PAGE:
To the Editor:
If we have learned anything from this affordable housing issue, it is that there has been virtually no true thought or real community engagement as to what would work best for our Township. Numerous questions have come forward, suggestions as well. But when faced with real solutions, the basic answer is we are out of time. This may be true, but another fact out in the most recent meeting was that the now failed and abandoned, overly expensive, municipal building plan had been in the works since 2018.
Just like the signs from your yards, your time to find a real solution was stolen as well.
It seems now that the River Road solution is a cheaper way to go, but certainly not palatable to those living there presently. The disregard for our ordinances and rules pertaining to steep slopes and so on will be disregarded for this project as well. Will it solve the problem at hand? Yes.
Will it cause possibly more issues and make profound changes to the community that already exists there? Most certainly. The folks who live there presently should be compensated accordingly as part of the affordable housing deal.
When looking for viable sites for housing we were told that existing property up for sale was explored, without success. Drive by and unanswered offers just doesn't work.
Our town has changed lot in the last 58 years I have been around. Our state has also, with placing these crazy demands on all of us. But knowing where we are and what is coming in the future lends itself to opportunity and vision. We certainly can never have this debacle we are in now happen again.
This is why we must look at creating a redevelopment zone and a better town center. The stretch on Southern Blvd. from Shunpike to the police station is one of the most viable solutions. This area could provide for future affordable housing as well as other business opportunities. The cost to do such is never what anyone wishes to expend. There are state programs that do incentivize redevelopment zones and connectivity, that could help offset the impact on our local taxes initially, and revenue created by proper use of this area could certainly exceed the investment in the long run.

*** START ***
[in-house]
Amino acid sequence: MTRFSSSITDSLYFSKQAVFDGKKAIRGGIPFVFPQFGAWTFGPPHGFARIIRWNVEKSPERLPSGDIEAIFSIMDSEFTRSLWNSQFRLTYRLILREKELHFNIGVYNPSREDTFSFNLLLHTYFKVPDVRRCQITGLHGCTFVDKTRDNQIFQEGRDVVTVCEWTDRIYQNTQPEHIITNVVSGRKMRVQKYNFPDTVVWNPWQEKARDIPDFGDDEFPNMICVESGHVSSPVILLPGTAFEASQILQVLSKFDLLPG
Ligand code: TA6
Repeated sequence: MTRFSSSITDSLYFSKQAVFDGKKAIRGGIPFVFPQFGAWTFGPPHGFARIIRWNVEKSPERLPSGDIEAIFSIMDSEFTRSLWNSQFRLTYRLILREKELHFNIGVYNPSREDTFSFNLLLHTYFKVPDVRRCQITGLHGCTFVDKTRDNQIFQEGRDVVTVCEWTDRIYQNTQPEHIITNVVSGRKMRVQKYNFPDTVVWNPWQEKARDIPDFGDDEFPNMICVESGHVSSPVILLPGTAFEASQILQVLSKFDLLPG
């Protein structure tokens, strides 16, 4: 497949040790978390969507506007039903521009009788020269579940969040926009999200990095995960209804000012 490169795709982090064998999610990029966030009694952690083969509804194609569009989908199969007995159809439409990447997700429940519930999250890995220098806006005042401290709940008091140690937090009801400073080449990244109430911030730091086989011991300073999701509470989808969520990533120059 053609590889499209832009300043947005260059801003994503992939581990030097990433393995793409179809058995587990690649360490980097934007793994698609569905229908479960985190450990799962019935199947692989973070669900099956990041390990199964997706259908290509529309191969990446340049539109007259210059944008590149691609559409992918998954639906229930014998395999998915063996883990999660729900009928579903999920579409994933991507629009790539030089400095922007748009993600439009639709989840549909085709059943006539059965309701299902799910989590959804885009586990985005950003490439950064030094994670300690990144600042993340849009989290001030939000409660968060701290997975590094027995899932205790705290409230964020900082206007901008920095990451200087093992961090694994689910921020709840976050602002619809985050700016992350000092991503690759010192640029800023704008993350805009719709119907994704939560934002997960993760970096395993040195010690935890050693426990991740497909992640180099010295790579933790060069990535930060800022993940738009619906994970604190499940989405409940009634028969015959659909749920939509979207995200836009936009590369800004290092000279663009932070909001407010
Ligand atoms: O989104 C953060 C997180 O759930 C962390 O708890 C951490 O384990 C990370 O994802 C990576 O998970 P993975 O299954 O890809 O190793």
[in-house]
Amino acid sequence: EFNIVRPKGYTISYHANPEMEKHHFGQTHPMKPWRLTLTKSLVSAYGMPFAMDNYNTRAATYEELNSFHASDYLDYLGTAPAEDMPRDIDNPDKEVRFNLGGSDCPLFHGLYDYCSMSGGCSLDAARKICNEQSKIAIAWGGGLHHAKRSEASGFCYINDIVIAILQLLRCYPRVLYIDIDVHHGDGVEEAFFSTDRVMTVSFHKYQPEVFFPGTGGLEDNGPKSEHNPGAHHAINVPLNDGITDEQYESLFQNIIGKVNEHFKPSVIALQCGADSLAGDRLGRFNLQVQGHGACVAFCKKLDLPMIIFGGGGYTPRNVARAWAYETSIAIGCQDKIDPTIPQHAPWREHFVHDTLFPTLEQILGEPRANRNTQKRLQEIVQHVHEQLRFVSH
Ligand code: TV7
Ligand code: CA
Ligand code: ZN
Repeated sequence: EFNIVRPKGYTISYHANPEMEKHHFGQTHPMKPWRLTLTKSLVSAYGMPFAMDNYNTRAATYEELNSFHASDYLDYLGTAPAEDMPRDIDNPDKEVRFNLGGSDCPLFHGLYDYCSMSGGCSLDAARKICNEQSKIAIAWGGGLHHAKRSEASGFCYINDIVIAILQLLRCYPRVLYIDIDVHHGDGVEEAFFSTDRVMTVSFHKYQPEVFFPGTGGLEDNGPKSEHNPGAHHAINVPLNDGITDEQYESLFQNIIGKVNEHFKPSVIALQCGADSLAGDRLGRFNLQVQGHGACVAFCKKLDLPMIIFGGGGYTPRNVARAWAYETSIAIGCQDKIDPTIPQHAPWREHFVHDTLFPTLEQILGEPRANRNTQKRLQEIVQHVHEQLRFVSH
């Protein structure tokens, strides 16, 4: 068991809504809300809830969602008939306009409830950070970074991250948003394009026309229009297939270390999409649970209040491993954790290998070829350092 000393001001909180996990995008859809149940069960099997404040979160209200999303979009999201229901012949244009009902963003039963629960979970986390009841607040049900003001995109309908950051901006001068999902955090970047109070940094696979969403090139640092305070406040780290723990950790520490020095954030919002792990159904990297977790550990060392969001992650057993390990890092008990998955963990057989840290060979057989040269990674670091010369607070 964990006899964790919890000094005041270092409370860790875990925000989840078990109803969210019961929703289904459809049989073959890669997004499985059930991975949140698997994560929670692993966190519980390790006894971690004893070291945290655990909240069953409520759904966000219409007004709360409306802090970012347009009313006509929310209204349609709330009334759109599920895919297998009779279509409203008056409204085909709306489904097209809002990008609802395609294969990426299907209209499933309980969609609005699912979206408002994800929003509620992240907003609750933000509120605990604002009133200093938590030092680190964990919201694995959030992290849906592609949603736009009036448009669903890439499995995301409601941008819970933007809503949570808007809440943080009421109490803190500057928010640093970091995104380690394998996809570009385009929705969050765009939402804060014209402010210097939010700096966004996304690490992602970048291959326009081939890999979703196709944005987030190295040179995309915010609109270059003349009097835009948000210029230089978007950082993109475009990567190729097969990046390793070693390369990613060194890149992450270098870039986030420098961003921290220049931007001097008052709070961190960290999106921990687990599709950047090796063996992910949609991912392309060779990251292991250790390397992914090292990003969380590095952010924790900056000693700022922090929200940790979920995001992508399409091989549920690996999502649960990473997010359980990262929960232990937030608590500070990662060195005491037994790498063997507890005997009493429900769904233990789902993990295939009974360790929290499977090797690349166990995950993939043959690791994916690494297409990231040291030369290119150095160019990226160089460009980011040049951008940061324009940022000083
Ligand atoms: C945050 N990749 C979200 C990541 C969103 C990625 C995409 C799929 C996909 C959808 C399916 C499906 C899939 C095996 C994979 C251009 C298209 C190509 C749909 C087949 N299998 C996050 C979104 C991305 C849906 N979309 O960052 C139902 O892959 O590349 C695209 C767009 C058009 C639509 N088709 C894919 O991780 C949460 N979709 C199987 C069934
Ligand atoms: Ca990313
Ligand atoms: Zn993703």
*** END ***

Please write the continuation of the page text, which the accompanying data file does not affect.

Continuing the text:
We have a scattered business zone in this area already, senior care facility, high-density apartments, club, ball fields and playgrounds, offices and small businesses.
Acquiring, incentivizing, and promoting sound planning for affordable housing and business in this area would put those folks who need services close by in the correct area, making access to shopping and services simple. There is enough space for more businesses to provide for our entire community, along with creating a centralized area for transit services for everyone. A centralized space creating less issues for emergency services as opposed to 60 unit housing scattered about town is better. A redevelopment zone with incorporated businesses could bring in much-needed revenue for our tax base as well. It is time to visualize a real plan now.
We cannot make the same mistake we have done with open space. Although we acquired land, a good thing, we restricted open space, scattered it about and have little connectivity. Let's not repeat those mistakes in making the welcoming as well as the sustaining and viable community we must become in the future. My great grandfather helped build the roads in Chatham Township in a time when we converted from horses to cars. Local folks created the Shunpike to avoid tolls on Main Street, to "shun the pike". My grandfather, mother and I have seen farms and greenhouses go to apartments, bridle paths to walking and biking paths. Centralized shopping, and of course homes, neighborhoods and churches built and rebuilt. We have seen schools combined, separated, and combined again. All with a vision for a viable sustaining community.
It is now time to employ those same visionary ideas to continue an evolving community, to keep Chatham Township one of the top places to live in the country.
Green Village section of Chatham Township